The ultimate ancestor of this pattern is the Sewaholic Thurlow, but all that’s really left of it is the fundamental proportions and the crotch curve. These have about four inches added above the waist, no waistband piece, six additional darts, side button closures instead of a front fly, and waist facings with the grain running around the body (essentially an inside-only waistband.) I also shortened them to knee-length.
A note if you want to shorten regular trousers into knee breeches: on full-length trousers, the side seams are partly pulled into line by the shape and weight of the cloth in the lower leg. Cutting them off below the knee means the seams splay out; I needed to take about an inch off the outseam at the knee and maybe another inch out of the front (only) at the inseam to get them to hang straight. A similar alteration would probably be needed on most other trouser patterns or indeed if you were physically shortening existing trousers.
Fabric is a mystery navy twill from the Sue Ryder charity shop in Headingley – Leeds sewing/costuming people, GO; they have amazing vintage clothes and frequently amazing vintage yardage too. From a burn test it’s wool/poly; it responded very well to steam + pressure on thick seams so I reckon there’s a decent amount of wool in there. (My mother doesn’t have a clapper, so I used a long straight piece of Brio #lifehack.) Buttons came from my mum’s stash and ribbon from the Samuel Taylor 3-for-£1 bin.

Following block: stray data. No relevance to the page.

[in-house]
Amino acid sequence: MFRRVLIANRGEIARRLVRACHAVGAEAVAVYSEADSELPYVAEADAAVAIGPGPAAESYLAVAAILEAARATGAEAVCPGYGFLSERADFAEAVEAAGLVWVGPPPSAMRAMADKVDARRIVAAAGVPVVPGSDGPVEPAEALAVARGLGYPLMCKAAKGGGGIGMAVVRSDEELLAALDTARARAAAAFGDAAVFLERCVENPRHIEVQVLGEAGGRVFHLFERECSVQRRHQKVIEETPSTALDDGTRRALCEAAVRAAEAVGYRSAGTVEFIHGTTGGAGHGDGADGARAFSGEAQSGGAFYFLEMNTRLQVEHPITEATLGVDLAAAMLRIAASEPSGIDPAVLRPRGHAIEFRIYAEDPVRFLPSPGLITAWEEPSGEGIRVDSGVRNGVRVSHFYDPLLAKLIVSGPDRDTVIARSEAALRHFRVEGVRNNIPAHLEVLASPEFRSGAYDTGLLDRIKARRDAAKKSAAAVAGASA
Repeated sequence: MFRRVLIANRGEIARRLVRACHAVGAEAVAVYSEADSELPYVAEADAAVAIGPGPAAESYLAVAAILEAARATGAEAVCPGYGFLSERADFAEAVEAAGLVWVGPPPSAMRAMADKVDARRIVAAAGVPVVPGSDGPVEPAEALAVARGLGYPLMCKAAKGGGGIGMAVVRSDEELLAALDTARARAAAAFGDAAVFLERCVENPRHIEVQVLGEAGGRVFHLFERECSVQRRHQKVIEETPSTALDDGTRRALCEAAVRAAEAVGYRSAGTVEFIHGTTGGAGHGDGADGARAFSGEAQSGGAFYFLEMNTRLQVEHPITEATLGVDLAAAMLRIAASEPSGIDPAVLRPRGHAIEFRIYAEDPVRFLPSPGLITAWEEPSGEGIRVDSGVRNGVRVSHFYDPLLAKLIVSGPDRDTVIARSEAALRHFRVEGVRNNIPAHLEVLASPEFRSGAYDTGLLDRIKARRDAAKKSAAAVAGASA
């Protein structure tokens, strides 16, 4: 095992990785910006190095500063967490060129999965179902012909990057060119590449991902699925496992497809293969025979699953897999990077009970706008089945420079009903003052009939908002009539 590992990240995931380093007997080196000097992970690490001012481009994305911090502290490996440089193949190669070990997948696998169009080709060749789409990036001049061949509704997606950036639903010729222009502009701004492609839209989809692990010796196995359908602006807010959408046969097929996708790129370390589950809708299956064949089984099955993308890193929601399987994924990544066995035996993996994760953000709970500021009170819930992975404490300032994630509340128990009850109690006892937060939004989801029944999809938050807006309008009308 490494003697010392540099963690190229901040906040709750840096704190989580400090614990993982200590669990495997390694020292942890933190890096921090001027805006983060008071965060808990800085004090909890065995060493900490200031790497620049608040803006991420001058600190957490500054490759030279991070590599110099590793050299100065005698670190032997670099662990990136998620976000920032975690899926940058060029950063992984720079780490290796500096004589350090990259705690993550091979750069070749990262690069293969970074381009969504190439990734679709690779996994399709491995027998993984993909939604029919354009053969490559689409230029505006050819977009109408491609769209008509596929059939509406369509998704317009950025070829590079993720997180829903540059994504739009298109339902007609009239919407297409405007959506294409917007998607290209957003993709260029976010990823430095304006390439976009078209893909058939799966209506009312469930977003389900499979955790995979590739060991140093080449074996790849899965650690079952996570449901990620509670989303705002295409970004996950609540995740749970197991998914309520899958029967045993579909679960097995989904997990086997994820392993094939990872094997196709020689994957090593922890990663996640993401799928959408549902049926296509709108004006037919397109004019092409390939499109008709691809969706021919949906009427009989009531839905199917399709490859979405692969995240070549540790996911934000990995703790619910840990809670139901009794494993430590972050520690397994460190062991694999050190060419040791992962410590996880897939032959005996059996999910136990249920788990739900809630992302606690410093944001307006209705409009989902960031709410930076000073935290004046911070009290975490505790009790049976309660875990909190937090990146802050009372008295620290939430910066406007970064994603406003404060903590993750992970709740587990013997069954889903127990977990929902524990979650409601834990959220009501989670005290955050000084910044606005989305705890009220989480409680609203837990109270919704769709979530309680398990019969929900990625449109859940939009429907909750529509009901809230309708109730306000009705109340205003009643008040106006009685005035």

This was cut and sewn over a long weekend at my parents’ place, with all the machine construction done on Mum’s Elna, praise be to its auto-sizing 1-step buttonhole function – I love my workhorse Brother but I would not want to do 22 buttonholes with it. Six of them are the actual fastening; the other 16 are for the knee lacing, which is non-functional – there’s a facing underneath which is sewn into the hem. I handsewed the buttons and the hem at home.